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Imaging of Congenital Cardiovascular Disease: The Case for Computed Tomography

Hlavacek, Anthony Marcus MD, MSCR

Journal of Thoracic Imaging:
doi: 10.1097/RTI.0b013e3181cc05e6

Computed tomographic angiography is a rapidly evolving modality that is well suited for congenital cardiac imaging. Although echocardiography and magnetic resonance imaging carry an established role for evaluating patients with congenital cardiovascular disease, computed tomographic angiography provides important advantages over each of these modalities in certain clinical scenarios. Its practicality, high spatial resolution, inherent 3-dimensional nature, and decreased need for sedation make it a very useful tool in this patient population. This study reviews the utility of computed tomographic angiography and addresses the risks and benefits of this modality in comparison with other imaging modalities. Despite the exposure to ionizing radiation, newer technologies and techniques are being introduced that are decreasing the risks associated with computed tomographic imaging to exceedingly small levels. When viewed in the context of other risks these patients encounter, computed tomographic angiography is a useful adjunct to echocardiography in patients with congenital heart disease and is often preferable to magnetic resonance imaging in certain patients.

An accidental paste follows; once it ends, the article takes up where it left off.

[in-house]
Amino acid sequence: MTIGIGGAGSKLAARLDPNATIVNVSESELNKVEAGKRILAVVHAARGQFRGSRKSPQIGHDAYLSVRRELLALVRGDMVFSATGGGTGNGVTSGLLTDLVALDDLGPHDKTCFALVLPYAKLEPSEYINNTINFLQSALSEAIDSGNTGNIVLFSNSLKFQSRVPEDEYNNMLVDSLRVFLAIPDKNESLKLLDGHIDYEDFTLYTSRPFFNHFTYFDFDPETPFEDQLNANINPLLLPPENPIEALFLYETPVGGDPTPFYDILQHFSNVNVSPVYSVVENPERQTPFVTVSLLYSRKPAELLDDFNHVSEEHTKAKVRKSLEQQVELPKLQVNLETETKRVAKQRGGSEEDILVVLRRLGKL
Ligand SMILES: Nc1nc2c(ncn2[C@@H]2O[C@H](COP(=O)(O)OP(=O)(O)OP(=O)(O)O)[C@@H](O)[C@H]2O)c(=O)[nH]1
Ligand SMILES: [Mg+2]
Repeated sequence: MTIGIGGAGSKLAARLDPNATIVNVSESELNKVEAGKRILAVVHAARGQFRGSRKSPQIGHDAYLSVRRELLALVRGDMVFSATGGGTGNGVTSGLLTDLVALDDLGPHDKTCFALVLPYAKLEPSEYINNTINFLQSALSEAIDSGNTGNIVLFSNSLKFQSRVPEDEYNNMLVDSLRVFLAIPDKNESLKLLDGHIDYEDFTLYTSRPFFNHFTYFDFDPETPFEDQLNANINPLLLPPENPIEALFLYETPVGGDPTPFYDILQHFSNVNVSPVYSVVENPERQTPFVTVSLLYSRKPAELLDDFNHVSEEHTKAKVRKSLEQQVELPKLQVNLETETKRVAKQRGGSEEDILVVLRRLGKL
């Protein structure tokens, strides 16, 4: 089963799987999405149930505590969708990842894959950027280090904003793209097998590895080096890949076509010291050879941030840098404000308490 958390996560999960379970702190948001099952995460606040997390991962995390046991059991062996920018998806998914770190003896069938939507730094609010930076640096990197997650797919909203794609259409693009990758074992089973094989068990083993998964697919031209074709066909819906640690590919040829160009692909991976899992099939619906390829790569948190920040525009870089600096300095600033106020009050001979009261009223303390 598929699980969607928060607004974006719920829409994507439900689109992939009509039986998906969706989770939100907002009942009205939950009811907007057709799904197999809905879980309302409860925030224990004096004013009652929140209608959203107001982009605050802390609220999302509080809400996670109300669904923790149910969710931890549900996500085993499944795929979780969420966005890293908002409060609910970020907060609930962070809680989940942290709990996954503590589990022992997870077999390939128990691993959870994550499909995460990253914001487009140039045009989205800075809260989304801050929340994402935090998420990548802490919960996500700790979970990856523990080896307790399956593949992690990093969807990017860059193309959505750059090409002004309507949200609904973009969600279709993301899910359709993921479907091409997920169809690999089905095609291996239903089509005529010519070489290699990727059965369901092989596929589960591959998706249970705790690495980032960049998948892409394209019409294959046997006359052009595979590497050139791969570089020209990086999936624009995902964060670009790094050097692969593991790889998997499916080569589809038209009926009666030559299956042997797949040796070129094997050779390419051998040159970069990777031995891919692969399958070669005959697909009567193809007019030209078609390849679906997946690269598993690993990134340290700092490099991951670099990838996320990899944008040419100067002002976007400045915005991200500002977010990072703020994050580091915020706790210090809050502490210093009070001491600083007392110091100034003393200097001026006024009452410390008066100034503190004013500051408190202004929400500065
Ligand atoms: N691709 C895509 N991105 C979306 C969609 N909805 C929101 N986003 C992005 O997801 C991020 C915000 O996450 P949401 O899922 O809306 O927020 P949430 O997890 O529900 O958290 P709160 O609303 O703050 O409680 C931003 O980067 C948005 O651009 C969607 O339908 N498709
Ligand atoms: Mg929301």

Author Information

Department of Pediatrics, Cardiology, Medical University of South Carolina, Charleston, SC

Dr Hlavacek has not received funding for research related to this study and has no relevant conflicts of interest to disclose.

Reprints: Anthony Marcus Hlavacek, MD, MSCR, Assistant Professor of Pediatrics, Cardiology, Medical University of South Carolina, 165 Ashley Avenue, MSC 915, Charleston, SC 29425-9150 (e-mail:

© 2010 Lippincott Williams & Wilkins, Inc.